Not only did the College have a moral obligation to bring back tenured faculty but a legal responsibility as well.  To this end, the Board and Administration systematically brought back faculty and staff as the finances improved.  All tenured faculty that wanted to come back have been recalled, as well as, some non-tenured faculty.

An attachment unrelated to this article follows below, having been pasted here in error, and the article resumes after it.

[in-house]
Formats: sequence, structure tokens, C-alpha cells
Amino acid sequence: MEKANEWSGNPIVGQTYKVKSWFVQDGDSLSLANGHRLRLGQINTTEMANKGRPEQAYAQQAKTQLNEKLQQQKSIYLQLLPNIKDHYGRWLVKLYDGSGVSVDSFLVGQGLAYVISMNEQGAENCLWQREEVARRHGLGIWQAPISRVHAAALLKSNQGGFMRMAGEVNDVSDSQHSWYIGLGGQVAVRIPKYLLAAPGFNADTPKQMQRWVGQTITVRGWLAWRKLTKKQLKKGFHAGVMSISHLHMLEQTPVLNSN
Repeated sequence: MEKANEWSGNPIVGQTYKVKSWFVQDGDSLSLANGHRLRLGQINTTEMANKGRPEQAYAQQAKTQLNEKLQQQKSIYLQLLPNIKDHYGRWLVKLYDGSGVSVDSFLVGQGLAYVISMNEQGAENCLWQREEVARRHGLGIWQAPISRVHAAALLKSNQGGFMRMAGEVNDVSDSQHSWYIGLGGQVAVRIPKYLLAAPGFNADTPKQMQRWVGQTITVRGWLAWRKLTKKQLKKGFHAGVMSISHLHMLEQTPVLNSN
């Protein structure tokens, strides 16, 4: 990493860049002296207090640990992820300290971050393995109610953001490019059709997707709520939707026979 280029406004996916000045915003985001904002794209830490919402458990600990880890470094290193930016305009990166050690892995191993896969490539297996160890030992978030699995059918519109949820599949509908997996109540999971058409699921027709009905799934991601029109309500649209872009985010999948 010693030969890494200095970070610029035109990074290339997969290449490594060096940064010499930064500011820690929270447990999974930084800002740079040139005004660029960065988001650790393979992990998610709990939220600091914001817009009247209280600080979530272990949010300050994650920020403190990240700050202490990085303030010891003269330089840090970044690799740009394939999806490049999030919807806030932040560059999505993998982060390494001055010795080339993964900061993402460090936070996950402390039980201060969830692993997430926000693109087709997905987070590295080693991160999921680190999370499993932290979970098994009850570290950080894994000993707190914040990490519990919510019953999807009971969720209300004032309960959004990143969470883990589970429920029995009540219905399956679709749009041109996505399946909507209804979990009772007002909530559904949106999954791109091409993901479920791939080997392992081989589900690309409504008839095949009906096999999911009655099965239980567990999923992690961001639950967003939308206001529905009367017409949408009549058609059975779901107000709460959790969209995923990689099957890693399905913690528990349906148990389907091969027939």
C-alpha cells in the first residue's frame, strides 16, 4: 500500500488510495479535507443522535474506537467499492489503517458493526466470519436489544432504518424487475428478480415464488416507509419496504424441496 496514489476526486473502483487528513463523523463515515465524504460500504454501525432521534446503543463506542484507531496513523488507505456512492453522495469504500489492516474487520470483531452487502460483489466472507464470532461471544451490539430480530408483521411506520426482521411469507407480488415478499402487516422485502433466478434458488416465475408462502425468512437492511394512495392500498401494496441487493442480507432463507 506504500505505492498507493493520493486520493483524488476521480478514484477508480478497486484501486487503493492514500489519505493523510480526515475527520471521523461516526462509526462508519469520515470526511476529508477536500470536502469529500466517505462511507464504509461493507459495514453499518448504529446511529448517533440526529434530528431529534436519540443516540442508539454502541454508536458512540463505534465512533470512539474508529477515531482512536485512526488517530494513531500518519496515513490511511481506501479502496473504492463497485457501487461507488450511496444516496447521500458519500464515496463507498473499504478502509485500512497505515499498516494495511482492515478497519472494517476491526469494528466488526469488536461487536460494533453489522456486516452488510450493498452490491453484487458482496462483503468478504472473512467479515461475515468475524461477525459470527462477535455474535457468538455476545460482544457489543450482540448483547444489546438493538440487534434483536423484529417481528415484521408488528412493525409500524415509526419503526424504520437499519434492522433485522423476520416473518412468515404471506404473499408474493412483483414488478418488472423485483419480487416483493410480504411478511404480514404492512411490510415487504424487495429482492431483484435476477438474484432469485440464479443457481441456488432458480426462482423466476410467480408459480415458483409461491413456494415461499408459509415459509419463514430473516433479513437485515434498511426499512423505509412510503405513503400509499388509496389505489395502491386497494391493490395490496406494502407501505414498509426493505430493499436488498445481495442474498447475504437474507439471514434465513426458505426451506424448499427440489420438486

For the past several semesters, enrollment at Logan has been approximately 4000 students.  Total head count is much higher.  On average, total registrations (credit and non-credit) are approximately 13,000.  This stabilization has resulted from a concerted effort to increase the dual credit enrollment (high school students taking college courses) which is approximately 1000.  More than 50% of high school graduates in our district come to John A. Logan.  The College has also increased on-line courses with an enrollment of approximately 3000 (a duplicated count).  We have also started a new agriculture program and continue to increase enrollment in popular programs like Cyber Security and all areas of technical, career and vocational programs.  Enrollment has stabilized from these efforts; however, we continue to work diligently to increase our enrollment.